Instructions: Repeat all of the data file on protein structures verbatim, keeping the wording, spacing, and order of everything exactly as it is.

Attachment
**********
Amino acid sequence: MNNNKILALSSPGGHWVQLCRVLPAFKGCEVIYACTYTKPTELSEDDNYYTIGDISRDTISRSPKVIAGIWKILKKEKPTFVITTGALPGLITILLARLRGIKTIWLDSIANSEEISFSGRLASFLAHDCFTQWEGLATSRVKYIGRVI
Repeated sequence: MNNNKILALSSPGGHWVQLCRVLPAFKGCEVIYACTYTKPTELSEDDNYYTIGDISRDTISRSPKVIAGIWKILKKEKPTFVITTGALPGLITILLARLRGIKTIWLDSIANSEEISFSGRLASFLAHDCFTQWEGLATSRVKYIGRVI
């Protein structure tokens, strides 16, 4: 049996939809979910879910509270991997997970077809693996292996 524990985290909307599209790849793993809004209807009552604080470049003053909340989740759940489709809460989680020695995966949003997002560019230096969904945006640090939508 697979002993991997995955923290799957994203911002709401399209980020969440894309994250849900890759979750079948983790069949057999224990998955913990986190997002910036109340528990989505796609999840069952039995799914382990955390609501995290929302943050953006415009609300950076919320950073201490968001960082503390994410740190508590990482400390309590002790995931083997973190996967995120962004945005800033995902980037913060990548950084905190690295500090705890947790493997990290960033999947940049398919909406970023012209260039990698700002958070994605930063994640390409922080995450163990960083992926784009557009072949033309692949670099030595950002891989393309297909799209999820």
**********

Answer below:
Amino acid sequence: MNNNKILALSSPGGHWVQLCRVLPAFKGCEVIYACTYTKPTELSEDDNYYTIGDISRDTISRSPKVIAGIWKILKKEKPTFVITTGALPGLITILLARLRGIKTIWLDSIANSEEISFSGRLASFLAHDCFTQWEGLATSRVKYIGRVI
Repeated sequence: MNNNKILALSSPGGHWVQLCRVLPAFKGCEVIYACTYTKPTELSEDDNYYTIGDISRDTISRSPKVIAGIWKILKKEKPTFVITTGALPGLITILLARLRGIKTIWLDSIANSEEISFSGRLASFLAHDCFTQWEGLATSRVKYIGRVI
């Protein structure tokens, strides 16, 4: 049996939809979910879910509270991997997970077809693996292996 524990985290909307599209790849793993809004209807009552604080470049003053909340989740759940489709809460989680020695995966949003997002560019230096969904945006640090939508 697979002993991997995955923290799957994203911002709401399209980020969440894309994250849900890759979750079948983790069949057999224990998955913990986190997002910036109340528990989505796609999840069952039995799914382990955390609501995290929302943050953006415009609300950076919320950073201490968001960082503390994410740190508590990482400390309590002790995931083997973190996967995120962004945005800033995902980037913060990548950084905190690295500090705890947790493997990290960033999947940049398919909406970023012209260039990698700002958070994605930063994640390409922080995450163990960083992926784009557009072949033309692949670099030595950002891989393309297909799209999820």